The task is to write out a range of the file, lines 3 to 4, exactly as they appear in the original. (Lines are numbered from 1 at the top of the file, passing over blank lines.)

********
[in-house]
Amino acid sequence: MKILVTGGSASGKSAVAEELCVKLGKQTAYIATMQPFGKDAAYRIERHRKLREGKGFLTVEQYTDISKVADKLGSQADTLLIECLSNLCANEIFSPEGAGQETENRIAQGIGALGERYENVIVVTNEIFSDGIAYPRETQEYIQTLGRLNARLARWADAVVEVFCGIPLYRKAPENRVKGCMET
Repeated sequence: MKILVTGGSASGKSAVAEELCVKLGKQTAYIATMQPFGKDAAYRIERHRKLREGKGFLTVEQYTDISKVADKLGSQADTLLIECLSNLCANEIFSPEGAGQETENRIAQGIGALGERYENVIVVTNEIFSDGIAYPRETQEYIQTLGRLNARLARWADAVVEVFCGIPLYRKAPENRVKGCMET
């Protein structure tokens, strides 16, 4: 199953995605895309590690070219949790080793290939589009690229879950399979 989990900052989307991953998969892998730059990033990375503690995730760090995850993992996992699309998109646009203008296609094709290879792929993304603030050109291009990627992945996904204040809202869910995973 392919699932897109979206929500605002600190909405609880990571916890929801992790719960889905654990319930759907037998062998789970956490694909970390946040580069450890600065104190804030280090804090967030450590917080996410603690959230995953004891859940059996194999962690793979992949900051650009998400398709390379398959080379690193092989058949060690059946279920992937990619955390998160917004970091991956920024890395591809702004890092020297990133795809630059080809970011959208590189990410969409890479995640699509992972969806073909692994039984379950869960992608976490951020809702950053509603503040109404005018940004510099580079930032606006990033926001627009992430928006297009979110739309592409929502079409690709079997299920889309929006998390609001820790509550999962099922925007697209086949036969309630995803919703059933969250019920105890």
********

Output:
Repeated sequence: MKILVTGGSASGKSAVAEELCVKLGKQTAYIATMQPFGKDAAYRIERHRKLREGKGFLTVEQYTDISKVADKLGSQADTLLIECLSNLCANEIFSPEGAGQETENRIAQGIGALGERYENVIVVTNEIFSDGIAYPRETQEYIQTLGRLNARLARWADAVVEVFCGIPLYRKAPENRVKGCMET
């Protein structure tokens, strides 16, 4: 199953995605895309590690070219949790080793290939589009690229879950399979 989990900052989307991953998969892998730059990033990375503690995730760090995850993992996992699309998109646009203008296609094709290879792929993304603030050109291009990627992945996904204040809202869910995973 392919699932897109979206929500605002600190909405609880990571916890929801992790719960889905654990319930759907037998062998789970956490694909970390946040580069450890600065104190804030280090804090967030450590917080996410603690959230995953004891859940059996194999962690793979992949900051650009998400398709390379398959080379690193092989058949060690059946279920992937990619955390998160917004970091991956920024890395591809702004890092020297990133795809630059080809970011959208590189990410969409890479995640699509992972969806073909692994039984379950869960992608976490951020809702950053509603503040109404005018940004510099580079930032606006990033926001627009992430928006297009979110739309592409929502079409690709079997299920889309929006998390609001820790509550999962099922925007697209086949036969309630995803919703059933969250019920105890």